“Breakfast will set your day on the right path if you have at least 25 to 35 grams of protein. And that's the same with lunch and dinner, but also having some protein with your snacks as well, because that’s just gonna help keep your blood sugar more balanced. Also adding fiber, we’re all not eating enough fiber in the US, so we know the recommended is 25 to 35 grams, but even more, including lots of nuts seeds with your meals to help balance that blood sugar. Also drinking lots of water, that will help.”


Find Lienna online | Instagram

Healthy Skin Show ep. 330: Everything You Need To Know About Dairy Allergy (In Food + Skincare Products) w/ Dr. Stacy Silvers

Healthy Skin Show ep. 296: Dairy vs Non-Dairy Milk: Which Is Better For You, Your Skin + The Planet? (PART 3)

Healthy Skin Show ep. 220: The Gut Microbiome Of Acne [NEW RESEARCH] w/ Dr. Julie Greenberg

Effects of Diet on Acne and Its Response to Treatment | American Journal of Clinical Dermatology

Acne Severity and Sleep Quality in Adults

Diet and Dermatology – PMC

A low-glycemic-load diet improves symptoms in acne vulgaris patients: a randomized controlled trial

Metabolic and Dietary Factors in Acne Vulgaris and Evaluation of the Acne Vulgaris Treatment with Oral Contraceptive-Based Therapies in Young Adult Women


347: Adult Hormonal Acne + Blood Sugar Dysfunction: What’s The Connection? w/ Lienna May {FULL TRANSCRIPT}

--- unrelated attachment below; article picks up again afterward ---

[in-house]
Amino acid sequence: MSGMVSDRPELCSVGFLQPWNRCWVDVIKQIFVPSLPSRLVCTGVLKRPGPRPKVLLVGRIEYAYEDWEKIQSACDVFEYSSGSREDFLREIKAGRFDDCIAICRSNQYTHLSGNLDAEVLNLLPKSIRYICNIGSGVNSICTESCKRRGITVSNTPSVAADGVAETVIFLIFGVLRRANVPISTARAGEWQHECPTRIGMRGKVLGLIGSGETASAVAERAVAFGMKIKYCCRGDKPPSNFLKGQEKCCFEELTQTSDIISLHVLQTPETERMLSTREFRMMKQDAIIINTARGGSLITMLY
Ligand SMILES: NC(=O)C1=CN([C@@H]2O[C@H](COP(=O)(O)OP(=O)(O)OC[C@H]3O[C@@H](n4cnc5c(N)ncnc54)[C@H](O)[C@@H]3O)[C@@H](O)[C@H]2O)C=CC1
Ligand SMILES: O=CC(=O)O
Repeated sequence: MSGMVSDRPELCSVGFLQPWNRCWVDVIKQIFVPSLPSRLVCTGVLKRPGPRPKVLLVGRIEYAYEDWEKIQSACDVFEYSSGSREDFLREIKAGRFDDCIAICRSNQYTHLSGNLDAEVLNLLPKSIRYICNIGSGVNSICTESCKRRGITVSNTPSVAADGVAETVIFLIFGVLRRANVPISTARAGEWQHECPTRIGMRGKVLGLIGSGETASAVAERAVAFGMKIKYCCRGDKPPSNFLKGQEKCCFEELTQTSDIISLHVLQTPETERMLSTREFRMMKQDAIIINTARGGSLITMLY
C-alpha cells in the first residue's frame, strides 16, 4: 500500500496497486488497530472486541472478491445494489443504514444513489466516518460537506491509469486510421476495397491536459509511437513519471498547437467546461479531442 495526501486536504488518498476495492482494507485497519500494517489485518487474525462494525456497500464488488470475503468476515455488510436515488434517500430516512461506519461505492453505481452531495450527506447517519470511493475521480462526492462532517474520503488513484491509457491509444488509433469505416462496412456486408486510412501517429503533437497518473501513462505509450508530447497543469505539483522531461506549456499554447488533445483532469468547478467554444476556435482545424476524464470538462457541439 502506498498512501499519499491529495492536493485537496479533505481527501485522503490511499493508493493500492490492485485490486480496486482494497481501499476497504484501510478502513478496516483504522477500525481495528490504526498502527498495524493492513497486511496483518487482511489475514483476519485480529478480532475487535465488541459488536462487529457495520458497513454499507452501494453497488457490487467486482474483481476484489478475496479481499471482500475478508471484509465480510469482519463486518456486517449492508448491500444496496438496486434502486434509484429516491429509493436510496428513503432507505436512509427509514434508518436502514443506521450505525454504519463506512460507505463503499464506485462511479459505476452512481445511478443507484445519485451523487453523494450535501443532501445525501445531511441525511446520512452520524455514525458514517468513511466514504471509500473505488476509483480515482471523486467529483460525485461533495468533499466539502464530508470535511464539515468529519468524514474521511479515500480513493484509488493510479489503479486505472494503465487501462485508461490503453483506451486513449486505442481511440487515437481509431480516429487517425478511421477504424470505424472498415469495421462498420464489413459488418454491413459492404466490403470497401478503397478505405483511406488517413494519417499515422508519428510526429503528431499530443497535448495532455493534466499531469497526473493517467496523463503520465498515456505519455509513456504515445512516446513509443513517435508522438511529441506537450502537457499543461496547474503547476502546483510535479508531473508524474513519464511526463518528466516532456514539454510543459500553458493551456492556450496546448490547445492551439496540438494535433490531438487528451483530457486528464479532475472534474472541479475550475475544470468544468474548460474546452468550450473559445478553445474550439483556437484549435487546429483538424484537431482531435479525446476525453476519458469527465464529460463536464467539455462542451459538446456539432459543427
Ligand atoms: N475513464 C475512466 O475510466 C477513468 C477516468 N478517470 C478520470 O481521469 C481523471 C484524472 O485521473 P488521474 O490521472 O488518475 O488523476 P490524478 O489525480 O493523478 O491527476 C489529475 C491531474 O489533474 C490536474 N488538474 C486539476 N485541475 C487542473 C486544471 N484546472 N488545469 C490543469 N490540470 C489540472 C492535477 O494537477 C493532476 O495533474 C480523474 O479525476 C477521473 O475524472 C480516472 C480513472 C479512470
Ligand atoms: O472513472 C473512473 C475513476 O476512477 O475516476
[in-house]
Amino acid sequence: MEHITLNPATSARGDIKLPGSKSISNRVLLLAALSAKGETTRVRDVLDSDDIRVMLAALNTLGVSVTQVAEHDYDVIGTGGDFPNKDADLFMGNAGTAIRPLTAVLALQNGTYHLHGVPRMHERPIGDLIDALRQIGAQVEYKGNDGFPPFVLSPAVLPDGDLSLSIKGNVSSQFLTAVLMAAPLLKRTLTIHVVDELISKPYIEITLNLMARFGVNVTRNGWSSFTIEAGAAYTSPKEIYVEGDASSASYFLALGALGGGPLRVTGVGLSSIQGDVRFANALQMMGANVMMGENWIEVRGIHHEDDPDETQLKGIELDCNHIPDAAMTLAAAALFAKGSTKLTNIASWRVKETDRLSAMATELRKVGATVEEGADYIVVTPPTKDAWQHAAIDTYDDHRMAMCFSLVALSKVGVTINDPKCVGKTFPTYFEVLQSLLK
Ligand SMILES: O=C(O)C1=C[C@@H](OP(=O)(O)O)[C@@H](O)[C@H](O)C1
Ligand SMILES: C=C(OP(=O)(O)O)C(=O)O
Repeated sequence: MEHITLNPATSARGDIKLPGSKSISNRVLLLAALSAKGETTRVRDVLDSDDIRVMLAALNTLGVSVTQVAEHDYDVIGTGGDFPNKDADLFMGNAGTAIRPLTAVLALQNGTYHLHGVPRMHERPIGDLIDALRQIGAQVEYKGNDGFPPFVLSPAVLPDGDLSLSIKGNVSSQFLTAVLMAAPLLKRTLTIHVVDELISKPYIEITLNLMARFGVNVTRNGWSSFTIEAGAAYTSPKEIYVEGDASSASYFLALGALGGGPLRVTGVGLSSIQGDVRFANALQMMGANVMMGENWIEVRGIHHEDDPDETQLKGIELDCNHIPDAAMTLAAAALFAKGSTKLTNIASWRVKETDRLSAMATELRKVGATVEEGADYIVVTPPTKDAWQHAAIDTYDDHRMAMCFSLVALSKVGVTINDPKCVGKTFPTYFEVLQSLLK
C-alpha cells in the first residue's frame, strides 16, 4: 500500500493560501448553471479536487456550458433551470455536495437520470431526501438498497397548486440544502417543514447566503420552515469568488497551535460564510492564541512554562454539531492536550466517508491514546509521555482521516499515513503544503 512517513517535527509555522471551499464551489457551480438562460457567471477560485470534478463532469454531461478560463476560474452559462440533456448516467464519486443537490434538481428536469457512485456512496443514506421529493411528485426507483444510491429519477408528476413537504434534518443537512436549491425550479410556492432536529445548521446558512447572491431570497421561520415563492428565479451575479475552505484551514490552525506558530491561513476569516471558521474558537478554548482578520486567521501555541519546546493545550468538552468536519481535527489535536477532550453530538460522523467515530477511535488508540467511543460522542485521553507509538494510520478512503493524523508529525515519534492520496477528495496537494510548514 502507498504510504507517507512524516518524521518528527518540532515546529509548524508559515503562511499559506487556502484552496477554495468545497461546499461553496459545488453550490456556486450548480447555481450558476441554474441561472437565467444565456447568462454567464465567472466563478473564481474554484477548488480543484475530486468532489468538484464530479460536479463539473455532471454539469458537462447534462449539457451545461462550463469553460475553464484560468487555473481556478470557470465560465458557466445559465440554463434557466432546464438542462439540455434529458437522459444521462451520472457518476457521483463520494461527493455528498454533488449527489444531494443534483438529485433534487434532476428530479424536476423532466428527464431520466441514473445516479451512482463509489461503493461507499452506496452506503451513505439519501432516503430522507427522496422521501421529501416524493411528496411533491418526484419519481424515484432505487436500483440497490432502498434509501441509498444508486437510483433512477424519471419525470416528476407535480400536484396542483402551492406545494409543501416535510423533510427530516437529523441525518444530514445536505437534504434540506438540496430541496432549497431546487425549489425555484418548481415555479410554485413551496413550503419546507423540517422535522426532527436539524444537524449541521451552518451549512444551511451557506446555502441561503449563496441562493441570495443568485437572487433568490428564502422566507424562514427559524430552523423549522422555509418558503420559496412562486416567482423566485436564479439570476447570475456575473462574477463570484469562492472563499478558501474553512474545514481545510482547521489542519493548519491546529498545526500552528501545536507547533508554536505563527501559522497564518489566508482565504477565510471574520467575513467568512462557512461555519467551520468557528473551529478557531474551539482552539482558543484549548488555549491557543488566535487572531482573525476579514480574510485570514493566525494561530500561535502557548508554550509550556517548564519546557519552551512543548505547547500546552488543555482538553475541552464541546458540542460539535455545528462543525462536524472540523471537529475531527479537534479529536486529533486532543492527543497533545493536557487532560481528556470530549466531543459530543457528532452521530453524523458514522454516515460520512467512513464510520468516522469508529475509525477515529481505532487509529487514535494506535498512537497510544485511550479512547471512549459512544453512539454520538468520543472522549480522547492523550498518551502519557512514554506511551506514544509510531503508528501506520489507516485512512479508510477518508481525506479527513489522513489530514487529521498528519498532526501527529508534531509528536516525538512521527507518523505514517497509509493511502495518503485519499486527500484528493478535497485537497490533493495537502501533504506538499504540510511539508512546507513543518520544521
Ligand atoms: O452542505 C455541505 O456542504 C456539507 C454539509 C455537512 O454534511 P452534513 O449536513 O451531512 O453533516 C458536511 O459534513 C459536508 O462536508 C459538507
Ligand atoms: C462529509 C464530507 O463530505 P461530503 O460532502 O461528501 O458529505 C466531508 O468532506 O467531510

Jennifer Fugo (00:12.709)

Lienna, thank you so much for being here on the show. It's a pleasure to have you. And I think the best way to start things off is, I would love to know how you became so interested in acne.

Lienna May (00:25.228)

Thank you so much Jennifer, I'm so excited to be here. So my journey started, I started having acne when I was 13, I struggled with it well into my 20s. And I've been on this journey of going to the dermatologist, going to all the doctors, and saying I have acne, can you help me? And they said, oh let's do birth control, that made me feel terrible. I quit it after two days. I was like no, I'm not doing that to my body.

I've tried all the creams and lotions, pop procedures, anything you can think of. I mean, I've spent thousands of dollars. And I also want to add that I've actually done that in Ukraine, where I was born. And then I also came to the US thinking, let's try this medical system. Maybe it works differently than traditional medicine. And I've done antibiotics. Of course, it cleared my acne, but then my acne came back with full vengeance and it was just terrible, I started getting UTIs. You know, it was really affecting my confidence, my life, I feel like all my life was surrounded around that. How does my face look? Can I go out today? Can I accept this job or can I do any of those opportunities? And I honestly would say I was starting to feel very depressed and anxious, just because nothing was working. It kept getting worse. And everyone says, you’ll outgrow it. I was like, no, it's getting worse.